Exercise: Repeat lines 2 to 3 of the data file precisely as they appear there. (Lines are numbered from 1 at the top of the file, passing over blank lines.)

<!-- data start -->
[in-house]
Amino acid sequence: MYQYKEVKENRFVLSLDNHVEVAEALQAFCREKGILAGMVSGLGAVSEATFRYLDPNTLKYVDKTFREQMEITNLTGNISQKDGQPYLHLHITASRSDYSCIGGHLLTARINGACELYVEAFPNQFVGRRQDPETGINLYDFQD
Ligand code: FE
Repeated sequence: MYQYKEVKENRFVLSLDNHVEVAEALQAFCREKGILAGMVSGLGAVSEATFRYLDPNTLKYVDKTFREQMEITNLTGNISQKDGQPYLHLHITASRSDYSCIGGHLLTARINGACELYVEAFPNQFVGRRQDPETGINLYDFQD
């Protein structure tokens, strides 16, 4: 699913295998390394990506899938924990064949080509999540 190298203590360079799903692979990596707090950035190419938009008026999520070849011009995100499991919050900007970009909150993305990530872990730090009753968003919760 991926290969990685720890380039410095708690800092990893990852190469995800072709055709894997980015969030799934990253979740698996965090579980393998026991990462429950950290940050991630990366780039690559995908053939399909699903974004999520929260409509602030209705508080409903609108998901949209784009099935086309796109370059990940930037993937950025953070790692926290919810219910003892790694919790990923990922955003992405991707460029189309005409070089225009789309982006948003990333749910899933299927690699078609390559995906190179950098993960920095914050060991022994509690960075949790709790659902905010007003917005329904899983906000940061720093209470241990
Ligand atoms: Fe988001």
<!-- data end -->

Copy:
Amino acid sequence: MYQYKEVKENRFVLSLDNHVEVAEALQAFCREKGILAGMVSGLGAVSEATFRYLDPNTLKYVDKTFREQMEITNLTGNISQKDGQPYLHLHITASRSDYSCIGGHLLTARINGACELYVEAFPNQFVGRRQDPETGINLYDFQD
Ligand code: FE